A big part of that is that the tools iOS developers use are closed source, so they can’t be contributed to. But there are plenty of other tools – like Jazzy, CocoaPods, and Sourcery – that are open source and they don’t enjoy the same level of community contributions as tools in the JavaScript world. iOS developers happily contribute to libraries and frameworks they use to write code, but they contribute to tools less frequently.

There’s an argument to be made that because most of the tools that JavaScript developers use are written in JavaScript, that developers tend to contribute back more. I’m not really going to make the argument because it makes a bunch of assumptions around developer motivation. And I’m not trying to judge the iOS developer community – I’m only saying that the JavaScript community is engaged in participatory tool-building in a way that the iOS community is not. I find it genuinely fascinating.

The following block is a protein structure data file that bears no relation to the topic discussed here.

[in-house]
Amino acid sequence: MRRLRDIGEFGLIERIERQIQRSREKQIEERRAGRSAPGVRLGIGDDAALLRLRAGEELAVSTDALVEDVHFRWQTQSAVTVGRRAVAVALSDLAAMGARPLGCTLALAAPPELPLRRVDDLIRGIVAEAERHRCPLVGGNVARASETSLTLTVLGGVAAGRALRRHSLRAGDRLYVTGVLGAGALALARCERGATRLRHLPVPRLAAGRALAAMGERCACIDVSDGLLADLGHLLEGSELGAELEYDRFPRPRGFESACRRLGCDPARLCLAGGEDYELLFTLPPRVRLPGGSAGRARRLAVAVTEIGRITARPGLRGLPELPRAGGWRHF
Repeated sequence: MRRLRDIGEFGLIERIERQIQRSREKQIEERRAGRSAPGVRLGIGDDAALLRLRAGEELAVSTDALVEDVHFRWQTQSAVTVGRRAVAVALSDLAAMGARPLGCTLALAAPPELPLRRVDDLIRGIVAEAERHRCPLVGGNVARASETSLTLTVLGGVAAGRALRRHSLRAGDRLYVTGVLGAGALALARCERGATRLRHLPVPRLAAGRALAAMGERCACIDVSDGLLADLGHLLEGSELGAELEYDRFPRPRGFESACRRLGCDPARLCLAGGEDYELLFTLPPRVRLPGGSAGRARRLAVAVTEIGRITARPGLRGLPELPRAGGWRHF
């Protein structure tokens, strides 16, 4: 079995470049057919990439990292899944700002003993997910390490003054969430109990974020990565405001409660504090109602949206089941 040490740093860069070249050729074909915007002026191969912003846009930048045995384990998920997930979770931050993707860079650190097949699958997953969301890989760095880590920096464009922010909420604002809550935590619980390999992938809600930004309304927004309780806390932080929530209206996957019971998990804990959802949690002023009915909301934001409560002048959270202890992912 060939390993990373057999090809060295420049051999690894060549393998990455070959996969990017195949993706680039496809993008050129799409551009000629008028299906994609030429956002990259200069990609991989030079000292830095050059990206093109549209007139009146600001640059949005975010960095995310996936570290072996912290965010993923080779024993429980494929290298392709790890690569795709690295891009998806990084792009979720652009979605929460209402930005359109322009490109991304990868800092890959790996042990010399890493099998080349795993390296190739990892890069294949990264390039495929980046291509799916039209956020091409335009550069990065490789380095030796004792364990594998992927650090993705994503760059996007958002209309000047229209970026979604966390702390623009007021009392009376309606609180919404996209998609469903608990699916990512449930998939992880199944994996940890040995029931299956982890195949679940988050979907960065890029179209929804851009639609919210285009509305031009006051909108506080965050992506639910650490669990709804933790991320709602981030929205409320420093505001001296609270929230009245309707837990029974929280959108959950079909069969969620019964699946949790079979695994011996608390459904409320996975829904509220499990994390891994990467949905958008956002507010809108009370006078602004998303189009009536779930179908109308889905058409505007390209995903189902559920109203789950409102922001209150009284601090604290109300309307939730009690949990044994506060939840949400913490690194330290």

Let’s see what tool building in the JavaScript world can look like in practice:

  • Facebook builds a GraphQL server in Node.js and open sources it. The community helps improve it.
  • Facebook also builds GraphiQL, a small, in-browser IDE for debugging GraphQL queries on your server. The community helps here, too; the IDE has over sixty contributors.
  • Someone embeds GraphiQL into an Electron app, which can be pointed to any GraphQL server. You can use GraphiQL to explore another developer’s API, cool!
  • Someone else embeds GraphiQL into a JSON-to-GraphQL playground generator. It’s a small-but-important part of a larger educational app to teach people about GraphQL and it accompanies an open source book about GraphQL.
  • Someone else further remixes GraphiQL into GraphQL Playground, a more powerful and feature-rich IDE than GraphiQL alone.